Saturday, February 5, 2011

Arab uprise

What does democracy mean to ordinary Egyptians?

As mobs fall into each other’s throat, looters ransack shops and houses; democracy and freedom resonate in the air. Sure, get rid of Mubarak the dictator yes, but then what?

Neither Egypt nor any other Arab state has democratic traditions. Arab Socialist Ba’ath Party movement has governed most, a degenerated socialist club established in the Soviet era that quickly turned into ugly and corrupt dictatorships, anything but socialist. Of course they had to start one way another you would think, a democratic process just like French did in 1789.

Arab Socialist Ba'ath Party emblem
But there is one crucial difference between French revolution and the Arab uprise. Powerful secular elite designed political process and drove the French Revolution by enormous intellectual vigour despite turmoil and violence. Evolving towards democracy wasn’t easy as they suffered the eras of Terror and Napoleonic Dictatorship but in the end intellectual throttle paid off.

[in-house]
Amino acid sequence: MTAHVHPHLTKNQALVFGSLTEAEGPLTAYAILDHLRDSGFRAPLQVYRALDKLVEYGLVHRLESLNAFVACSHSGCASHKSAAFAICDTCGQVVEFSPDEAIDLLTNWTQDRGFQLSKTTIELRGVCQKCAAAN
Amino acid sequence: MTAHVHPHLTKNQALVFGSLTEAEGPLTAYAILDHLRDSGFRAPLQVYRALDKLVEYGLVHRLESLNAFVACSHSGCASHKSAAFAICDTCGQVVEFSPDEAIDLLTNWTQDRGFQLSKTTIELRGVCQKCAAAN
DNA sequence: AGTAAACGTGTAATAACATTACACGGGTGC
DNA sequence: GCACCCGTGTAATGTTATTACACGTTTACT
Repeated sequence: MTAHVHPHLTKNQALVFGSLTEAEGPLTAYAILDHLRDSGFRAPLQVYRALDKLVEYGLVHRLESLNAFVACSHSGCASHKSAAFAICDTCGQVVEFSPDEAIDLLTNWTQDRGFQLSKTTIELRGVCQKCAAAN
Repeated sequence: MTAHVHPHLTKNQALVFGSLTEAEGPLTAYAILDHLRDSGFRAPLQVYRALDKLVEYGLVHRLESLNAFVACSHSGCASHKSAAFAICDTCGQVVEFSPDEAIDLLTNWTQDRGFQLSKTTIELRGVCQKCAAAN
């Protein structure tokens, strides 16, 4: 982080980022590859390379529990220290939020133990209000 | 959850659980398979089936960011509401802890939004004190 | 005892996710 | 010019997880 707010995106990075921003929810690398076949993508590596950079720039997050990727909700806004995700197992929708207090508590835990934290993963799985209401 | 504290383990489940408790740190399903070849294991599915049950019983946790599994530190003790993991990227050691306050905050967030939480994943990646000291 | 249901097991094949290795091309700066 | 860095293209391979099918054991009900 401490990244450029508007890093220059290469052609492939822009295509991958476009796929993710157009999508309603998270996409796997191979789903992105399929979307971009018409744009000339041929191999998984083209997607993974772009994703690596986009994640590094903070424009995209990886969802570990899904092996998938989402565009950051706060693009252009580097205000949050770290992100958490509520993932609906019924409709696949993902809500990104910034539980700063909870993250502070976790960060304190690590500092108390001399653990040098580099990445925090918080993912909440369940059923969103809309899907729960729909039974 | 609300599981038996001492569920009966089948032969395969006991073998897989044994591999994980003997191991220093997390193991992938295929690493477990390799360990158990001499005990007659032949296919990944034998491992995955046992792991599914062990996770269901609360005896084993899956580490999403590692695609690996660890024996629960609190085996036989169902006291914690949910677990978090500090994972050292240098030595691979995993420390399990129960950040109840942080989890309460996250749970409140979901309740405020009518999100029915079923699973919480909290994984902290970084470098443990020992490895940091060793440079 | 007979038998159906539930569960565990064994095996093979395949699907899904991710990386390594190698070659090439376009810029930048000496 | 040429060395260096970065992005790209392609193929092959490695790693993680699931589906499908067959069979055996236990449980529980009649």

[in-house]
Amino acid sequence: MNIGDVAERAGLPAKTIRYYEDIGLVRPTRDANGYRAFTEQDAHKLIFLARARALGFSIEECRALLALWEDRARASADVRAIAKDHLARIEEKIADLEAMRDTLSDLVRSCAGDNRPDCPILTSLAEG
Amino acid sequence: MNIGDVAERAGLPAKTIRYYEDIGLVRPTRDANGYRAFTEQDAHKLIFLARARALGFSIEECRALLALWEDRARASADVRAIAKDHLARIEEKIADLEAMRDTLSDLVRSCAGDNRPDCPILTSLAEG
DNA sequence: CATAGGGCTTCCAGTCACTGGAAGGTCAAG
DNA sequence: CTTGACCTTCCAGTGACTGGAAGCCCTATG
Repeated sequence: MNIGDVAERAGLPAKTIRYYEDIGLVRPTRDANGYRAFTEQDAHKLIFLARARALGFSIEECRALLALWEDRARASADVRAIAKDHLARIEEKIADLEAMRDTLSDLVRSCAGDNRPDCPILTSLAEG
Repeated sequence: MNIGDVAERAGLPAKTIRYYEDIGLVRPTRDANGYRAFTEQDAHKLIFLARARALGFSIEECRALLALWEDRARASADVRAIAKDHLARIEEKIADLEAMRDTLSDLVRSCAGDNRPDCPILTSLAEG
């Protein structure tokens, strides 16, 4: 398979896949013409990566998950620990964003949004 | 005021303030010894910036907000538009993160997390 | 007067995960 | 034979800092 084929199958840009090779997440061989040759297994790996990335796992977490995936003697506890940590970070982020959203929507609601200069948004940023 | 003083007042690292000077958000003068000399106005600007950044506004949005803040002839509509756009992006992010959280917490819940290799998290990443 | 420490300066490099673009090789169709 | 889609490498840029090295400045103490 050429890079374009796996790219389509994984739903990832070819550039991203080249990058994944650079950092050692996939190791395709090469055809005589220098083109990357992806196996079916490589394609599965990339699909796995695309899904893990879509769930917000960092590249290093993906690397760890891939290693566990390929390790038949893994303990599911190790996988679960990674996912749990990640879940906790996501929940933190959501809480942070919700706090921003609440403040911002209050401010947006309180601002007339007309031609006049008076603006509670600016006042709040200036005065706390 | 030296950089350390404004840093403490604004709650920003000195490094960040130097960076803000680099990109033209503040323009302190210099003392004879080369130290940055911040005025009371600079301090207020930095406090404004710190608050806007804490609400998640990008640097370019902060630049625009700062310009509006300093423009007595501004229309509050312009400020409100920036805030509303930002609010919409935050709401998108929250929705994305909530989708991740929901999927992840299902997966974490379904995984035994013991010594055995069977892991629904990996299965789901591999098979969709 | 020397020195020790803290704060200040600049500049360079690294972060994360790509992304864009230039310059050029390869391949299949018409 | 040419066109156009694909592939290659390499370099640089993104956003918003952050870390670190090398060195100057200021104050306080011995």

Whereas today’s Arab uprise in the Middle East lacks genuinely pluralistic and sufficiently organised democratic ideas backed by a powerful yet non-existent middle class. They simply don’t have it. The only organised political power watching and waiting on its prey seems to be radical Islam, and therefore radical Islam will have the greatest chance to seize power subject to US intervention.

US, the architect state of ‘moderate Islam’ policy against radicalism is now caught aghast in premature timing of events and unprecedented ripple effect of Arab uprising. The chaos opens a large window of opportunity for radical Islam to exploit. After Hezbollah in Lebanon and Hamas in Gaza, why not Muslim Brotherhood in Egypt? It is no longer a distant prospect. An enormous power vacuum is rapidly sweeping the region that surely enough traditionally sound, legitimate yet feeble democratic institutions will not be able to fill.

Economic downturn, endless war in Afghanistan, endless violence in Iraq, rise of fundamentalism in Pakistan, nuclear-ambitious Iran, and now the Arab uprise. The West and US in particular is in real trouble in terms of their crippled capacity to intervene not to mention even if they do given their track record it would unlikely produce results. Yet now that oil reserves are at greater risk and Israeli-Arab peace deal in jeopardy they simply can’t ignore the turmoil. The West needs to get on top of the situation despite their limited ability to engage.

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